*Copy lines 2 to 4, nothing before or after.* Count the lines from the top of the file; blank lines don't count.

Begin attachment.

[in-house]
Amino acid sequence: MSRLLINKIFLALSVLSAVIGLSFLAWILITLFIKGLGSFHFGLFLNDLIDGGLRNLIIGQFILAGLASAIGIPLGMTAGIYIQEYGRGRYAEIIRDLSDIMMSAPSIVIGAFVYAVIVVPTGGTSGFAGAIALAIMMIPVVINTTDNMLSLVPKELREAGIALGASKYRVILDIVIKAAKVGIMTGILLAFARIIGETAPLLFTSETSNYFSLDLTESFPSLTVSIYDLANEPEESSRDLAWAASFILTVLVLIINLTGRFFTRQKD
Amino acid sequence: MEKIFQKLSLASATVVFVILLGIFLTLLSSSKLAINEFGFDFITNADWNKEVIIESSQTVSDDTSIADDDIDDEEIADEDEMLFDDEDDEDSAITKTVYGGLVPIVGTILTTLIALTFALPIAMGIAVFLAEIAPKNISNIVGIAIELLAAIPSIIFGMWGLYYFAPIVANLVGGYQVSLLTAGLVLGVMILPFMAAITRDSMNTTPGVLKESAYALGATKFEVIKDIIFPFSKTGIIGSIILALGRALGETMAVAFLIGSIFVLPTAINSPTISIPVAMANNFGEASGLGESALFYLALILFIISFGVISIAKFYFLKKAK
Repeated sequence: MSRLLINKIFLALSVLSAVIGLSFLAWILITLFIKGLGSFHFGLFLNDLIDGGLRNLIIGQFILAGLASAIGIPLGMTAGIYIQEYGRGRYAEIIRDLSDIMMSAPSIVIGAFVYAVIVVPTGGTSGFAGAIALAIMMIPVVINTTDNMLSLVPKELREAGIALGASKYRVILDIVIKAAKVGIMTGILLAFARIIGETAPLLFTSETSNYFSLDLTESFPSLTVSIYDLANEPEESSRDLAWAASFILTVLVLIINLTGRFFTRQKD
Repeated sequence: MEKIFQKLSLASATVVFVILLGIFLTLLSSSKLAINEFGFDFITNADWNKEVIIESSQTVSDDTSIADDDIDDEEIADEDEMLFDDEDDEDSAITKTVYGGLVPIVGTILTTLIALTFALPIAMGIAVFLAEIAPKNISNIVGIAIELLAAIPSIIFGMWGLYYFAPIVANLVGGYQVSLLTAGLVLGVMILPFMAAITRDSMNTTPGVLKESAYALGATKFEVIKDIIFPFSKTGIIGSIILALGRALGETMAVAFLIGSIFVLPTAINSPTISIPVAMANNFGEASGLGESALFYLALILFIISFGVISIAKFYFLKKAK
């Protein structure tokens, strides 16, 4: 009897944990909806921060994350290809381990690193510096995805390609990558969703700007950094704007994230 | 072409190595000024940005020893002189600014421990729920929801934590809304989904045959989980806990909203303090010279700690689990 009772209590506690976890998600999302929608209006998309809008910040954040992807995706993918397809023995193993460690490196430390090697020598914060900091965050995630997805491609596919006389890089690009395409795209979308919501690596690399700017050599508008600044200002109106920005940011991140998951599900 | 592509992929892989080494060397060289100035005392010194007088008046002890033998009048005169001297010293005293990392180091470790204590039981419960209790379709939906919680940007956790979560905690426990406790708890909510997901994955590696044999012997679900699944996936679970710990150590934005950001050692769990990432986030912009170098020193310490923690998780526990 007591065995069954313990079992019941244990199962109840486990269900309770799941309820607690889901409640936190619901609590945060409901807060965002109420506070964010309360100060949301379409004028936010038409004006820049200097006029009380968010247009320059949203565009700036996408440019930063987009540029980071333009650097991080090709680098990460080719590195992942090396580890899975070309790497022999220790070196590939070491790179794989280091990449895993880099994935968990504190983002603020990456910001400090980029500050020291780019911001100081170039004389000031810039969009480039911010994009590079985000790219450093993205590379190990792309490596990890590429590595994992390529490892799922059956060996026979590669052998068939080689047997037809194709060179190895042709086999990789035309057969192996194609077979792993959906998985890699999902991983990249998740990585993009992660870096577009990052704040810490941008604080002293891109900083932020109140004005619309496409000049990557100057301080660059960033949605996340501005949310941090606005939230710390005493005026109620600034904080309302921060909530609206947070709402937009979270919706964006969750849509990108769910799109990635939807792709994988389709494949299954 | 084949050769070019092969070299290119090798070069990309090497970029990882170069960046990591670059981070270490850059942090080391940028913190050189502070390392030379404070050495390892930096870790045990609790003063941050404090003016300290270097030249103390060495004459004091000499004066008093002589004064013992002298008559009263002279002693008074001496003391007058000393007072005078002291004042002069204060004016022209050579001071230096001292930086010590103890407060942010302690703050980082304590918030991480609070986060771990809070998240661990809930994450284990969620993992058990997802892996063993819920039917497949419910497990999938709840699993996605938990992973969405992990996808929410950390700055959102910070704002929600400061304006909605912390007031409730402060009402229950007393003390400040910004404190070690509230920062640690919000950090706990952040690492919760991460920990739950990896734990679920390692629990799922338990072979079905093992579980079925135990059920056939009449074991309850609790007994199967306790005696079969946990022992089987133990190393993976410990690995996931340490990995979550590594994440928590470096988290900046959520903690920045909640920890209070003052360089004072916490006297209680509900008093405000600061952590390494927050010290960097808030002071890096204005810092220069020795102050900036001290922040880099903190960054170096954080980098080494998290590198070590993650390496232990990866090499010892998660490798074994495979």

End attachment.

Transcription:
Amino acid sequence: MSRLLINKIFLALSVLSAVIGLSFLAWILITLFIKGLGSFHFGLFLNDLIDGGLRNLIIGQFILAGLASAIGIPLGMTAGIYIQEYGRGRYAEIIRDLSDIMMSAPSIVIGAFVYAVIVVPTGGTSGFAGAIALAIMMIPVVINTTDNMLSLVPKELREAGIALGASKYRVILDIVIKAAKVGIMTGILLAFARIIGETAPLLFTSETSNYFSLDLTESFPSLTVSIYDLANEPEESSRDLAWAASFILTVLVLIINLTGRFFTRQKD
Amino acid sequence: MEKIFQKLSLASATVVFVILLGIFLTLLSSSKLAINEFGFDFITNADWNKEVIIESSQTVSDDTSIADDDIDDEEIADEDEMLFDDEDDEDSAITKTVYGGLVPIVGTILTTLIALTFALPIAMGIAVFLAEIAPKNISNIVGIAIELLAAIPSIIFGMWGLYYFAPIVANLVGGYQVSLLTAGLVLGVMILPFMAAITRDSMNTTPGVLKESAYALGATKFEVIKDIIFPFSKTGIIGSIILALGRALGETMAVAFLIGSIFVLPTAINSPTISIPVAMANNFGEASGLGESALFYLALILFIISFGVISIAKFYFLKKAK
Repeated sequence: MSRLLINKIFLALSVLSAVIGLSFLAWILITLFIKGLGSFHFGLFLNDLIDGGLRNLIIGQFILAGLASAIGIPLGMTAGIYIQEYGRGRYAEIIRDLSDIMMSAPSIVIGAFVYAVIVVPTGGTSGFAGAIALAIMMIPVVINTTDNMLSLVPKELREAGIALGASKYRVILDIVIKAAKVGIMTGILLAFARIIGETAPLLFTSETSNYFSLDLTESFPSLTVSIYDLANEPEESSRDLAWAASFILTVLVLIINLTGRFFTRQKD